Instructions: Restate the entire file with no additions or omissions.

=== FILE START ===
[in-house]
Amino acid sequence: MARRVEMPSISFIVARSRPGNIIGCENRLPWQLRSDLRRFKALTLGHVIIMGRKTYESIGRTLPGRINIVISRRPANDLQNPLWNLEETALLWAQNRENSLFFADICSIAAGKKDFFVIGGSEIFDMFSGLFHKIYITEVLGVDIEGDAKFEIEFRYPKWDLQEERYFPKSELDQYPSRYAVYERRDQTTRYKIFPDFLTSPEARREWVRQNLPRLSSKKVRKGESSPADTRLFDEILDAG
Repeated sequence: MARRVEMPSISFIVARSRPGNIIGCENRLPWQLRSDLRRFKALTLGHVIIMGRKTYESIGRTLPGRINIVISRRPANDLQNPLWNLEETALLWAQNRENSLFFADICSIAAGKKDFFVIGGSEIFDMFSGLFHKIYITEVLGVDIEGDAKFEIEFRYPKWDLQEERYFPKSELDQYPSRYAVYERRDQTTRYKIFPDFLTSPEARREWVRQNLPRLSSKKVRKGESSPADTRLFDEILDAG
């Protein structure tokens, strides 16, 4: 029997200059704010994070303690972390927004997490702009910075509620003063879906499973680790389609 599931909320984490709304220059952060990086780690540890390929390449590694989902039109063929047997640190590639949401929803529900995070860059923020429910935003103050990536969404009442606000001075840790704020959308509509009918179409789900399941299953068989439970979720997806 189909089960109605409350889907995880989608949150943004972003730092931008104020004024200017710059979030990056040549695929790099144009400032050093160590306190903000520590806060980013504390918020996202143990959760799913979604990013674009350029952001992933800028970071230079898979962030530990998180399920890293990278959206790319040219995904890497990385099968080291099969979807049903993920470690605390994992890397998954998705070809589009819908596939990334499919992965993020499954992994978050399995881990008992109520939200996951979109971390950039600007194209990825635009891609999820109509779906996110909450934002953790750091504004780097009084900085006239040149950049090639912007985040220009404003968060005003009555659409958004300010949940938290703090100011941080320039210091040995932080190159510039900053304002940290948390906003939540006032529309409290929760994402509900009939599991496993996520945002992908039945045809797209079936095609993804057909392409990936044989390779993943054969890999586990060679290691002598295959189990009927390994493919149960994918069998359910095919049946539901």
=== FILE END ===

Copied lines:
[in-house]
Amino acid sequence: MARRVEMPSISFIVARSRPGNIIGCENRLPWQLRSDLRRFKALTLGHVIIMGRKTYESIGRTLPGRINIVISRRPANDLQNPLWNLEETALLWAQNRENSLFFADICSIAAGKKDFFVIGGSEIFDMFSGLFHKIYITEVLGVDIEGDAKFEIEFRYPKWDLQEERYFPKSELDQYPSRYAVYERRDQTTRYKIFPDFLTSPEARREWVRQNLPRLSSKKVRKGESSPADTRLFDEILDAG
Repeated sequence: MARRVEMPSISFIVARSRPGNIIGCENRLPWQLRSDLRRFKALTLGHVIIMGRKTYESIGRTLPGRINIVISRRPANDLQNPLWNLEETALLWAQNRENSLFFADICSIAAGKKDFFVIGGSEIFDMFSGLFHKIYITEVLGVDIEGDAKFEIEFRYPKWDLQEERYFPKSELDQYPSRYAVYERRDQTTRYKIFPDFLTSPEARREWVRQNLPRLSSKKVRKGESSPADTRLFDEILDAG
């Protein structure tokens, strides 16, 4: 029997200059704010994070303690972390927004997490702009910075509620003063879906499973680790389609 599931909320984490709304220059952060990086780690540890390929390449590694989902039109063929047997640190590639949401929803529900995070860059923020429910935003103050990536969404009442606000001075840790704020959308509509009918179409789900399941299953068989439970979720997806 189909089960109605409350889907995880989608949150943004972003730092931008104020004024200017710059979030990056040549695929790099144009400032050093160590306190903000520590806060980013504390918020996202143990959760799913979604990013674009350029952001992933800028970071230079898979962030530990998180399920890293990278959206790319040219995904890497990385099968080291099969979807049903993920470690605390994992890397998954998705070809589009819908596939990334499919992965993020499954992994978050399995881990008992109520939200996951979109971390950039600007194209990825635009891609999820109509779906996110909450934002953790750091504004780097009084900085006239040149950049090639912007985040220009404003968060005003009555659409958004300010949940938290703090100011941080320039210091040995932080190159510039900053304002940290948390906003939540006032529309409290929760994402509900009939599991496993996520945002992908039945045809797209079936095609993804057909392409990936044989390779993943054969890999586990060679290691002598295959189990009927390994493919149960994918069998359910095919049946539901």